In August I posted about abandoning my MacBook Pro in favor of a Linux desktop machine for daily use. I’m six months into this now and have settled into a very nice workflow. I still keep my MacBook Pro updated and ready just in case it is needed but I haven’t needed it for anything in at least two months.
For the iOS apps I support I turned my Mac Mini into a server and set it up to do automated builds when new code is checked into git. It’s a nice and clean solution and since everything is automated it just works. I also spun up a new virtual machine on my VMWare host and setup Linux to provide the same type of build services for Android apps. Yes, I should have done this a long time ago but the manual workflow worked fine and projects needed attention and honestly the momentum was strong.
I have had few issues with my Ubuntu based Linux desktop. It boots quickly and is very stable. I haven’t had a single crash during the six months I’ve used it. But there have been some issues.
TeamViewer is flaky.
I use TeamViewer whenever I need to connect to a customer’s desktop machine and on both Windows and Mac I never had any significant issues. However, the Linux version seems to have some bugs. The most annoying one is it will sometimes just hang if I am watching a Windows user on the other end. As long as I am the one moving the mouse and typing on the keyboard it is fine but if the user on the other end is walking me through some issue they’ve encountered the display eventually freezes and I have to disconnect and reconnect to get it working again. I have only noticed it when connecting to a Windows 10 machine.
It’s not a problem for when I need to do something to fix something but it is a pain in the ass if the user on a Windows machine needs to show me something. When my yearly renewal of TeamViewer approaches in the spring I will evaluate possible replacements because I am not going back to Mac and using Windows as my daily machine is a non-starter.
MySQL Workbench has several problems
It hangs, stops displaying results, sometimes only pulls rows in read-only mode for no discernible reason, etc.
Fortunately, this is a very minor annoyance for me because I use the mysql client 99% of the time. The one thing I like using the workbench for is monitoring connections while trying to diagnose a problem with a half second refresh. It’s a crutch I know but in the heat of the moment of chasing down an issue momentum takes over.
A few people have recommended I look at DBeaver and at some point I might but since I do almost everything related to MySQL and MariaDB via the command line it feels like a waste of time to learn a new database gui tool.
Everything else has been the same or better than on my MacBook Pro
For the majority of what I do the user experience on my Linux desktop is as good and in some cases better than on my MacBook Pro. KVM does an excellent job hosting virtual machines for development. It is extremely easy to move VMs between my development desktop and laptop (also Linux) machines without missing a beat. As a Docker host my Linux boxes run circles around my MacBook Pro. And in my opinion, the way VPNs are managed in Linux is far superior to the Mac. Since I use a lot of VPNs this difference has actually saved me a lot of time.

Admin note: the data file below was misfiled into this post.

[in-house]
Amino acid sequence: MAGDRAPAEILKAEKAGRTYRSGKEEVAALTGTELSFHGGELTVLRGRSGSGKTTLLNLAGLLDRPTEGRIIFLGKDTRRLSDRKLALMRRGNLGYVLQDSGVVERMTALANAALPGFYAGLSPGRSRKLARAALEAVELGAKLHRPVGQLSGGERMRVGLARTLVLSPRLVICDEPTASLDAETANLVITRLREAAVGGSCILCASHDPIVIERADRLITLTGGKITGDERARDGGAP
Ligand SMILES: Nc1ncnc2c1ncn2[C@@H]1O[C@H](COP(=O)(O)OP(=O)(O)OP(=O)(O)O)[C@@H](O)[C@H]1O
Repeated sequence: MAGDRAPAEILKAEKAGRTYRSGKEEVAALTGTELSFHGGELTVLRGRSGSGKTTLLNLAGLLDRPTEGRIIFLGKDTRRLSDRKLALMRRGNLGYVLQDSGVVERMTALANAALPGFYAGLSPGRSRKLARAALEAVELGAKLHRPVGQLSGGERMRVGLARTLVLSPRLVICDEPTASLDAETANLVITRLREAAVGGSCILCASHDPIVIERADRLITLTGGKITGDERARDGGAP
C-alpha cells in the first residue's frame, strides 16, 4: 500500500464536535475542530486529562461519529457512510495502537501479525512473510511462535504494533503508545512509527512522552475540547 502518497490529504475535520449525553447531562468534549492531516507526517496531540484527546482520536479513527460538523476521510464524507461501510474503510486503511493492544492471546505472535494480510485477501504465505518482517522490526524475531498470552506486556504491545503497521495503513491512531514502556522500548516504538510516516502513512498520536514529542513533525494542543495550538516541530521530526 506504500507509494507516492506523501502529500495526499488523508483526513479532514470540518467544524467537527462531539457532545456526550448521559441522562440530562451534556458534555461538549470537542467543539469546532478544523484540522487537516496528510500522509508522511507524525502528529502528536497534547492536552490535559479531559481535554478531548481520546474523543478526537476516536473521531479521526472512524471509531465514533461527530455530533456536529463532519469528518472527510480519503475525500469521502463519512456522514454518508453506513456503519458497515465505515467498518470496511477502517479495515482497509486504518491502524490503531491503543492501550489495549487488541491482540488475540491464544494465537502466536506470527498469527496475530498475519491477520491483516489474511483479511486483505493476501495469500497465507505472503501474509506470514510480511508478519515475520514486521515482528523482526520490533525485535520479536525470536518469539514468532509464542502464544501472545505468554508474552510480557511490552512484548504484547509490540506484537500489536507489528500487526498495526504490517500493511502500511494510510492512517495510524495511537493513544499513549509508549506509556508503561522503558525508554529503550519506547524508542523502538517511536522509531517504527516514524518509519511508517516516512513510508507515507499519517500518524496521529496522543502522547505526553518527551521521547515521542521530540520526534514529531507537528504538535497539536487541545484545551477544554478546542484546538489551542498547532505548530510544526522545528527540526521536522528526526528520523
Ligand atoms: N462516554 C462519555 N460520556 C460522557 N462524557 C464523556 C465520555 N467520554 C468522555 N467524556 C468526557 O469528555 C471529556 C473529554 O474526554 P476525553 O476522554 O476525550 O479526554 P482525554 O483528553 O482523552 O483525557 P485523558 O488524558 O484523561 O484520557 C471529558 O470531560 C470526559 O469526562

I thought I would miss Homebrew but I haven’t, not once.
In fact, the only thing I have had to use my MacBook Pro for recently was to reset my iPhone using iTunes. It was the first time I’d been on it in a while and the user interface felt comforting but also alien at the same time. I have little doubt if I was a graphic designer I would still prefer the Apple ecosystem. But for what I do, how I work, the customers I serve, there is no compelling reason for it. I can everything need to do on a daily basis on Linux and I just don’t see anything on the horizon pulling me back to Apple.
I know there are many who swear by Apple and there are many who swear by Windows… but being pragmatic I’ve settled into a very productive daily workflow and see no reason to go back and many reasons to stay put.
Right now, my biggest concern is my proficiency with MacOS will start to atrophy and affect my ability to support and update iOS applications. To counter that, I have started building Ansible playbooks for all of the setup and configuration tasks I’d need if I had to wipe and rebuild either the MacMini or the MacBook Pro or even a Mac rented in the cloud somewhere.
Oh, and by the way, one of the major reasons I looked at options other than Apple was because of the CPU throttling on my MacBook Pro… well on Linux I don’t have that problem and have not had a single performance related issue since the move. Things compiling in the background, VMs humming along and everything in the foreground remaining snappy and responsive.
I see no reason to change a thing at this point.